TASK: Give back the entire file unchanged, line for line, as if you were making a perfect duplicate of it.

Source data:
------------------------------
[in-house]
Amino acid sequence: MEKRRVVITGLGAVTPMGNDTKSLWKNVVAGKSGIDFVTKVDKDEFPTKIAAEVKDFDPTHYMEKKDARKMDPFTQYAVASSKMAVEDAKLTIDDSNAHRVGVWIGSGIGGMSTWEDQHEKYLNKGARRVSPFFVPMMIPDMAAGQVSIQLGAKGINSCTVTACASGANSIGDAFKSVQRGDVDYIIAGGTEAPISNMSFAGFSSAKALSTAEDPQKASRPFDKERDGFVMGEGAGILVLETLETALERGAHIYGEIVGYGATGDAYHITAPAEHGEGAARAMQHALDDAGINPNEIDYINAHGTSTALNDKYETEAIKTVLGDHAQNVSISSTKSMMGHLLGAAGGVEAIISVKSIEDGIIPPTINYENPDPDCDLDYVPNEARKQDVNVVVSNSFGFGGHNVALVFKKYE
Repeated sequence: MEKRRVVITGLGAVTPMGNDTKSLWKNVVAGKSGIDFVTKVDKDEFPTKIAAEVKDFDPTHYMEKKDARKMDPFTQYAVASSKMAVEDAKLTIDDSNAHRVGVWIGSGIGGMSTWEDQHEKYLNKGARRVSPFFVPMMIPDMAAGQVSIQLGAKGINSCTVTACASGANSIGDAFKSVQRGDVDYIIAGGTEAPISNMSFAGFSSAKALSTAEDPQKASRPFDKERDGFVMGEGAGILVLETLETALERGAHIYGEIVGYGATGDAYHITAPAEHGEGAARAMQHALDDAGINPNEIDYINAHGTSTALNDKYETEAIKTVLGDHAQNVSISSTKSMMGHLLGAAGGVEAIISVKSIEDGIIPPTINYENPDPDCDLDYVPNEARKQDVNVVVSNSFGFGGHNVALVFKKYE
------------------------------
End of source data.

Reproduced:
[in-house]
Amino acid sequence: MEKRRVVITGLGAVTPMGNDTKSLWKNVVAGKSGIDFVTKVDKDEFPTKIAAEVKDFDPTHYMEKKDARKMDPFTQYAVASSKMAVEDAKLTIDDSNAHRVGVWIGSGIGGMSTWEDQHEKYLNKGARRVSPFFVPMMIPDMAAGQVSIQLGAKGINSCTVTACASGANSIGDAFKSVQRGDVDYIIAGGTEAPISNMSFAGFSSAKALSTAEDPQKASRPFDKERDGFVMGEGAGILVLETLETALERGAHIYGEIVGYGATGDAYHITAPAEHGEGAARAMQHALDDAGINPNEIDYINAHGTSTALNDKYETEAIKTVLGDHAQNVSISSTKSMMGHLLGAAGGVEAIISVKSIEDGIIPPTINYENPDPDCDLDYVPNEARKQDVNVVVSNSFGFGGHNVALVFKKYE
Repeated sequence: MEKRRVVITGLGAVTPMGNDTKSLWKNVVAGKSGIDFVTKVDKDEFPTKIAAEVKDFDPTHYMEKKDARKMDPFTQYAVASSKMAVEDAKLTIDDSNAHRVGVWIGSGIGGMSTWEDQHEKYLNKGARRVSPFFVPMMIPDMAAGQVSIQLGAKGINSCTVTACASGANSIGDAFKSVQRGDVDYIIAGGTEAPISNMSFAGFSSAKALSTAEDPQKASRPFDKERDGFVMGEGAGILVLETLETALERGAHIYGEIVGYGATGDAYHITAPAEHGEGAARAMQHALDDAGINPNEIDYINAHGTSTALNDKYETEAIKTVLGDHAQNVSISSTKSMMGHLLGAAGGVEAIISVKSIEDGIIPPTINYENPDPDCDLDYVPNEARKQDVNVVVSNSFGFGGHNVALVFKKYE